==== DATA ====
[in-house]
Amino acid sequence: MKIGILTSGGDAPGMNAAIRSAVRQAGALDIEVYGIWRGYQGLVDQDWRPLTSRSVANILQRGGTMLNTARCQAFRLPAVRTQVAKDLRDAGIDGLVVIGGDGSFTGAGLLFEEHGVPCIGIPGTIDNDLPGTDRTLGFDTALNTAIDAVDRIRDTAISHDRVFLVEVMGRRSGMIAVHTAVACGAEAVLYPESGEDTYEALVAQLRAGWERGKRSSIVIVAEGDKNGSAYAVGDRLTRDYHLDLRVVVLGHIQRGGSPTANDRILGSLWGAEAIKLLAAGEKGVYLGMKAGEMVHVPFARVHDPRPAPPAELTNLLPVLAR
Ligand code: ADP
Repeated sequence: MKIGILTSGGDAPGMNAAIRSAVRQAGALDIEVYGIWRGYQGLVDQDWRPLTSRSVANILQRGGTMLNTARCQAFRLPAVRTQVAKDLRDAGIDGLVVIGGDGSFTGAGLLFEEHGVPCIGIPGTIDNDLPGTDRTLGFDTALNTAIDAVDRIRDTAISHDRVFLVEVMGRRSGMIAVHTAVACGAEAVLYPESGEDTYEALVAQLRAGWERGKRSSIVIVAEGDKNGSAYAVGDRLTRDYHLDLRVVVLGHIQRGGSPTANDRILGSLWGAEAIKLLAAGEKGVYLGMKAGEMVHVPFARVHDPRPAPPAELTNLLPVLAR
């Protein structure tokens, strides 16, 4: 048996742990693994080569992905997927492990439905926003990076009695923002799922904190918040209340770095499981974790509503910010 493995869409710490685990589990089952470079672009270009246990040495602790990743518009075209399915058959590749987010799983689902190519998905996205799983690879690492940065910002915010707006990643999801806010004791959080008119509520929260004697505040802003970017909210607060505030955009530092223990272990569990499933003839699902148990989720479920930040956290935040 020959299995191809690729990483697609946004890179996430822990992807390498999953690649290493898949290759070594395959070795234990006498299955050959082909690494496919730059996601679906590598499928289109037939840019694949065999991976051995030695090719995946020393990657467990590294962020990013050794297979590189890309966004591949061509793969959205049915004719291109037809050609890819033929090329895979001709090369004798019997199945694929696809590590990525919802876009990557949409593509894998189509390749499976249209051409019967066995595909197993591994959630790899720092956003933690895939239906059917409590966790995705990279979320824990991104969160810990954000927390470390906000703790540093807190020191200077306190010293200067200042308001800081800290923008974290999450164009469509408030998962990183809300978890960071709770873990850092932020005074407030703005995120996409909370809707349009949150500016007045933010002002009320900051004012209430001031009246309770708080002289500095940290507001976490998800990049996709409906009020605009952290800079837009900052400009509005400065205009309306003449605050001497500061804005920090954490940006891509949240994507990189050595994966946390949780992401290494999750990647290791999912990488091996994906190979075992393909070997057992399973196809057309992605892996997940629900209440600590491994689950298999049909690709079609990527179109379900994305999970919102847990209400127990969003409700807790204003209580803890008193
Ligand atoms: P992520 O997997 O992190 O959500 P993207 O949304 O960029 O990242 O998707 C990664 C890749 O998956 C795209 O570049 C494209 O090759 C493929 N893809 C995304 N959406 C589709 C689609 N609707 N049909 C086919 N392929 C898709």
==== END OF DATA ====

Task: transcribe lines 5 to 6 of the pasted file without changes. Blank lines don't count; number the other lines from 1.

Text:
């Protein structure tokens, strides 16, 4: 048996742990693994080569992905997927492990439905926003990076009695923002799922904190918040209340770095499981974790509503910010 493995869409710490685990589990089952470079672009270009246990040495602790990743518009075209399915058959590749987010799983689902190519998905996205799983690879690492940065910002915010707006990643999801806010004791959080008119509520929260004697505040802003970017909210607060505030955009530092223990272990569990499933003839699902148990989720479920930040956290935040 020959299995191809690729990483697609946004890179996430822990992807390498999953690649290493898949290759070594395959070795234990006498299955050959082909690494496919730059996601679906590598499928289109037939840019694949065999991976051995030695090719995946020393990657467990590294962020990013050794297979590189890309966004591949061509793969959205049915004719291109037809050609890819033929090329895979001709090369004798019997199945694929696809590590990525919802876009990557949409593509894998189509390749499976249209051409019967066995595909197993591994959630790899720092956003933690895939239906059917409590966790995705990279979320824990991104969160810990954000927390470390906000703790540093807190020191200077306190010293200067200042308001800081800290923008974290999450164009469509408030998962990183809300978890960071709770873990850092932020005074407030703005995120996409909370809707349009949150500016007045933010002002009320900051004012209430001031009246309770708080002289500095940290507001976490998800990049996709409906009020605009952290800079837009900052400009509005400065205009309306003449605050001497500061804005920090954490940006891509949240994507990189050595994966946390949780992401290494999750990647290791999912990488091996994906190979075992393909070997057992399973196809057309992605892996997940629900209440600590491994689950298999049909690709079609990527179109379900994305999970919102847990209400127990969003409700807790204003209580803890008193
Ligand atoms: P992520 O997997 O992190 O959500 P993207 O949304 O960029 O990242 O998707 C990664 C890749 O998956 C795209 O570049 C494209 O090759 C493929 N893809 C995304 N959406 C589709 C689609 N609707 N049909 C086919 N392929 C898709």